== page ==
Office of the Attorney General
Honorable Cue D. Boykin
Opinion No. H-1194
Re: Whether a completed compromise settlement agreement constitutes a claim for compensation within article 8307, section 9a(e)(2), V.T.C.S.
Dear Mr. Boykin:
You ask whether the submission to the Board of a compromise settlement agreement constitutes a 'claim for compensation' within the meaning of the following provision of the Workmen's Compensation Law:
In those cases in which a claimant makes a fifth claim for compensation within any five-year period, the Board shall automatically notify the attorney general who shall investigate to determine if the probability of fraud exists in connection with the current claim or any of the prior claims.
V.T.C.S. art. 8307, s 9a(e)(2). You explain that on occasion, a claimant enters into a compromise settlement agreement with the carrier without having filed a formal claim for compensation. The agreement must be filed with the Industrial Accident Board, as it cannot become effective without Board approval. V.T.C.S. art. 8307, s 12; Starnes v. Texas Employers' Insurance Association, 549 S.W.2d 46 (Tex. Civ. App.--Dallas 1977, writ ref'd n.r.e.); American Employers Insurance Co. v. Due, 166 S.W.2d 160 (Tex. Civ. App.-- Beaumont 1942, writ ref'd w.o.m.). You state that the Board has traditionally considered compromise settlement agreements, when submitted on forms you provide, to be claims for compensation within section 4a of article 8307. You wish to know whether they are to be considered claims within section 9a(e)(2).
Article 8307, section 4a, provides in part:
Unless the Association or subscriber have notice of the injury, no proceeding for compensation for injury under this law shall be maintained . . . unless a claim for compensation with respect to such injury shall have been made within six (6) months after the occurrence of the injury. . . .
This statute does not prescribe the form for making a claim. Johnson v. American General Insurance Co., 464 S.W.2d 83 (Tex. 1971); Prince v. Texas Employers' Insurance Association, 466 S.W.2d 642 (Tex. Civ. App.--Eastland 1971, writ ref'd n.r.e.). Section 4a is construed liberally in favor of the claimant. Harleysville Mutual Insurance Co. v. Frierson, 455 S.W.2d 370 (Tex. Civ. App.--Houston [14th Dist.] 1970, no writ). A purpose of filing the claim is to give information to identify the injury and serve as a basis for proper investigation. Johnson v. American General Insurance Co., supra; Prince v. Texas Employers' Insurance Association, supra. Your Compromise Settlement Agreement form includes such information as the accident date and the employee's reason for not returning to work, if any. The form refers to the compromise of 'this claim for workmen's compensation insurance.' The settlement form records the existence of a claim, and gives some of the information that a compensation claim should give. The Board's administrative construction of its statute is entitled to respect. Pacific Employers Insurance Co. v. Brannon, 242 S.W.2d 185 (Tex. 1951).
It has been held that the filing of timely notice of injury and Board approval of a compromise agreement within six months after the date of injury 'was sufficient to show that the claim had been filed within time and in such manner as to confer jurisdiction on the Board.' Williams v. Texas Employers' Ins. Ass'n, 135 S.W.2d 262, 264 (Tex. Civ. App.--Waco 1940, writ ref'd). See Texas Employers' Ins. Ass'n v. Kennedy, 143 S.W.2d 583 (Tex. 1940) (after agreement entered and approved, Board lost jurisdiction to consider any claim, plaintiff not required to file claim unless agreement cancelled); Central Surety & Ins. Corporation v. McCowan, 93 S.W.2d 472, 475 (Tex. Civ. App.-- Texarkana 1936, writ dism'd) (Board took cognizance of claim by approving settlement agreement).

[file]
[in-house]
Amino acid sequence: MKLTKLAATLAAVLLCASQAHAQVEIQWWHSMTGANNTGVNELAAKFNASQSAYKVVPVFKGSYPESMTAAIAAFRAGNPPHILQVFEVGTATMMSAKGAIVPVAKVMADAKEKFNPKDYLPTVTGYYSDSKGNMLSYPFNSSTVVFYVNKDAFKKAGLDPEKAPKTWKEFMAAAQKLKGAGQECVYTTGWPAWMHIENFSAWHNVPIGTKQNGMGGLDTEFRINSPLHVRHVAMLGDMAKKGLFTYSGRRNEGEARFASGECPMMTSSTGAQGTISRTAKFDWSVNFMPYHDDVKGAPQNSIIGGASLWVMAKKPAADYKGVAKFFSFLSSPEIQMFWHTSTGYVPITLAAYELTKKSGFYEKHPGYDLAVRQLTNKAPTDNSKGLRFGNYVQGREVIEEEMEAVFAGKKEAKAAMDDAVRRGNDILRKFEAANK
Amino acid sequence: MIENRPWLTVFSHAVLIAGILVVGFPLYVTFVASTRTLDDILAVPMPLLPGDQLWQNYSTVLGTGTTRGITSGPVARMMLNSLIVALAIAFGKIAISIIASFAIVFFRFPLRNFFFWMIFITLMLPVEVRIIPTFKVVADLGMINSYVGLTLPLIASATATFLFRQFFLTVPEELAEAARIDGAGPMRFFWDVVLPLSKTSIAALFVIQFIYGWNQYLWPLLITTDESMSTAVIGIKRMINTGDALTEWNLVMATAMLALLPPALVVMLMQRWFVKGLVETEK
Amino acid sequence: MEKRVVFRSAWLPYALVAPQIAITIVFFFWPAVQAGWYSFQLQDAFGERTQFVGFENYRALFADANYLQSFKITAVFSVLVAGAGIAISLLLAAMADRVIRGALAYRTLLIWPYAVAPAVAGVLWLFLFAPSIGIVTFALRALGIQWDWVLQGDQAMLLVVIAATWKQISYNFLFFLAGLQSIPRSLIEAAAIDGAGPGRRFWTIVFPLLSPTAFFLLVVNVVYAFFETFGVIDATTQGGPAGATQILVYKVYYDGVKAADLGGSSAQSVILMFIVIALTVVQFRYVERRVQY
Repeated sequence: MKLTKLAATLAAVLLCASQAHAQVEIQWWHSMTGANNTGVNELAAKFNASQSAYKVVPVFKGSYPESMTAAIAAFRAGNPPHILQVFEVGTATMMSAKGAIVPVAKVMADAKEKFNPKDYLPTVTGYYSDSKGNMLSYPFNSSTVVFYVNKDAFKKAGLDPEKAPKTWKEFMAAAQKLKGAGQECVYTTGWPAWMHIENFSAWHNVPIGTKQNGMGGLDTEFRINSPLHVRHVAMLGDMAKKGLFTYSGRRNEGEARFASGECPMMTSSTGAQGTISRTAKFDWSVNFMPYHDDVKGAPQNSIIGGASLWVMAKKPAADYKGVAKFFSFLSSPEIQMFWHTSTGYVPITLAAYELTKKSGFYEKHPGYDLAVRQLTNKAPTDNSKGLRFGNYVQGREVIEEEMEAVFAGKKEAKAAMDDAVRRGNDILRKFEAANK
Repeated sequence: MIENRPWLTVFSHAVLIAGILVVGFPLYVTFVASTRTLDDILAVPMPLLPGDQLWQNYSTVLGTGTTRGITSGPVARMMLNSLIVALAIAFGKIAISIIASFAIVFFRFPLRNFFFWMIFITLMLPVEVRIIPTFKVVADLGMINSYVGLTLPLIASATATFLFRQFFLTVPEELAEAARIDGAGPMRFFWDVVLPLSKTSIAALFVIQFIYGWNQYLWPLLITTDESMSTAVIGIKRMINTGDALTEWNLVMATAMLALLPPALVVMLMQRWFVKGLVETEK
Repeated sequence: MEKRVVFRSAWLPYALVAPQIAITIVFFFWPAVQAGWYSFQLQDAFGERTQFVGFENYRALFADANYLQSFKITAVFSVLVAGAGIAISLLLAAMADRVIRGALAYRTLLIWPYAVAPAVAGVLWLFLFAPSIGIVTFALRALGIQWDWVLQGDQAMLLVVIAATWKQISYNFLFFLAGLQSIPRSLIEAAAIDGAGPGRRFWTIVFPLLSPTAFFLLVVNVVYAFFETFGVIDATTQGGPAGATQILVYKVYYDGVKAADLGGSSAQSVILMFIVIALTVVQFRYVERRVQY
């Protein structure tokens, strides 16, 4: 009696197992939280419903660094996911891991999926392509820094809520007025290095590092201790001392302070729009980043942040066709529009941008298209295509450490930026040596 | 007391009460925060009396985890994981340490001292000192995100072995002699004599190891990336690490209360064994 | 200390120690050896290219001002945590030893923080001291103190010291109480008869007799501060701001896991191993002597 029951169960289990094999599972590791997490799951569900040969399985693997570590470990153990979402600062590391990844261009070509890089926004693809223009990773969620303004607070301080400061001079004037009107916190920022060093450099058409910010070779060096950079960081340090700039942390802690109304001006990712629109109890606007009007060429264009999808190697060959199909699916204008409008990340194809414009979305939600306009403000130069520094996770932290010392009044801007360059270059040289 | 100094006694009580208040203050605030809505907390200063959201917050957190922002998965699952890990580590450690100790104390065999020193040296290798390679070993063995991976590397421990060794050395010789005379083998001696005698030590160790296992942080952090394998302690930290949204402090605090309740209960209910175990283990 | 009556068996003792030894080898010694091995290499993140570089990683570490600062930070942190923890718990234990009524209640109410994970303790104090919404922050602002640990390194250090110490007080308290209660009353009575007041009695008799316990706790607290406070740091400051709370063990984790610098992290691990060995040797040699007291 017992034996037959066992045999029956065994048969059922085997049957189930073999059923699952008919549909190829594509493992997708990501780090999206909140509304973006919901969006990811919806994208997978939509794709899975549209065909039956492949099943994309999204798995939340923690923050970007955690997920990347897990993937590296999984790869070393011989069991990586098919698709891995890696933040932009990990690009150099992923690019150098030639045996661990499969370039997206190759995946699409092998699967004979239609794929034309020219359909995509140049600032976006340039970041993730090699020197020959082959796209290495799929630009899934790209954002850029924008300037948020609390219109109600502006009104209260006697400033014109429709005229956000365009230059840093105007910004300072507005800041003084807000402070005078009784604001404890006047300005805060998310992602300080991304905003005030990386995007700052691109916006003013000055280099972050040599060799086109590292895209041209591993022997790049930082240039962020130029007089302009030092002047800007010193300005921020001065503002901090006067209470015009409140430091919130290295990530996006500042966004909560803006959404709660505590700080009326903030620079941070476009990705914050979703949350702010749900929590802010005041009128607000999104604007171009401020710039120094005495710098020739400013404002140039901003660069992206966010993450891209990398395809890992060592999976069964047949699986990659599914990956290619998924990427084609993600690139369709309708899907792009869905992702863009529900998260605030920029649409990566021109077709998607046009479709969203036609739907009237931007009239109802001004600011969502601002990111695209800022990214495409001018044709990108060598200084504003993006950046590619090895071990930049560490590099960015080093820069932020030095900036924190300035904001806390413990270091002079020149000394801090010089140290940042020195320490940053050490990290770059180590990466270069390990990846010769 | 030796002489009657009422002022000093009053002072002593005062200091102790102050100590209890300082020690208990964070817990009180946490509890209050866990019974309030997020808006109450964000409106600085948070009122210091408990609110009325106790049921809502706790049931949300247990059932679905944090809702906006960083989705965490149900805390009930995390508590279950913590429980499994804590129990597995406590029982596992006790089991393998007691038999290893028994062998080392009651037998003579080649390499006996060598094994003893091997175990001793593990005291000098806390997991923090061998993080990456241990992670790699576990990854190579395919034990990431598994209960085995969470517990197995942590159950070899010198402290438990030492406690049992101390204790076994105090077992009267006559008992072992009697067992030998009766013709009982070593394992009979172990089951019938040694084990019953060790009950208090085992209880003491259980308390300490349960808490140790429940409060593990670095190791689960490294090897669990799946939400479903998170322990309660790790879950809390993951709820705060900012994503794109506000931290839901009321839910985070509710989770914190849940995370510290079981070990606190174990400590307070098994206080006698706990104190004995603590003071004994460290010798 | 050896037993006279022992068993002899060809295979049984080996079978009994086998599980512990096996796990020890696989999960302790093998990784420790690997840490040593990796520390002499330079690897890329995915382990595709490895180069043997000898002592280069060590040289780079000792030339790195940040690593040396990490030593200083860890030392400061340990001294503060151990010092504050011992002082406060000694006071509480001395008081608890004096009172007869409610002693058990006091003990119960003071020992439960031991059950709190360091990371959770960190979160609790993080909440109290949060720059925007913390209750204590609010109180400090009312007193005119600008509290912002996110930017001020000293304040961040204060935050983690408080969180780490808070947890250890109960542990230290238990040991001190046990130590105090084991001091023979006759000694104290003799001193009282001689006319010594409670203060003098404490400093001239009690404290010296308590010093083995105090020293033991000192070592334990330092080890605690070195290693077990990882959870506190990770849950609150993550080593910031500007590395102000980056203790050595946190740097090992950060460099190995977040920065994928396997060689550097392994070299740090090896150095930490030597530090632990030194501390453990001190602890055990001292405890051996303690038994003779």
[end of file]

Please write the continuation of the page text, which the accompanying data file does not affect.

Since the purpose of a claim is to give information as to what happened and to serve as a proper basis for investigation, Johnson v. American General Insurance Co., supra at 86, we believe that a compromise settlement agreement submitted for Board approval constitutes a claim for purposes of the investigation required by section 9a(e)(2) of article 8307, V.T.C.S. This conclusion is consistent with the purpose of the statute which is to prevent the payment of fraudulent claims. Certainly the mere fact that a carrier has agreed to a compromised settlement does not eliminate the possibility of fraud.
You also ask whether section 9a(h) of article 8307 precludes the Board from approving a compromise settlement agreement when it constitutes a person's fifth claim for compensation within a five year period. Section 9a(h) provides:
Pending an investigation and hearing or appeal of allegations of fraud under this section, the Board may not approve a compromise settlement agreement or make a final award in connection with the worker's claims then pending before the Board.
The filing of five claims within five years does not without more constitute fraud. However, since an investigation is required upon a fifth claim being made within five years, we believe that the Board may not approve a compromise settlement agreement until the investigation has been completed within the 60 days allowed. Sec. 9a(e)(3). The Board is not precluded from approving the agreement if the investigation is concluded and there is no finding of a reasonable probability of fraud.
The filing of a compromise settlement agreement on the form provided by the Industrial Accident Board constitutes a claim for compensation within article 8307, section 9a(e)(2) for purposes of the required investigation. Section 9a(h) prevents the Board from approving a compromise settlement agreement submitted on behalf of a worker pending the conclusion of the required investigation. The filing of five claims within five years does not in itself constitute fraud.
Very truly yours,
John L. Hill
Attorney General of Texas
David M. Kendall
C. Robert Heath
Chairman Opinion Committee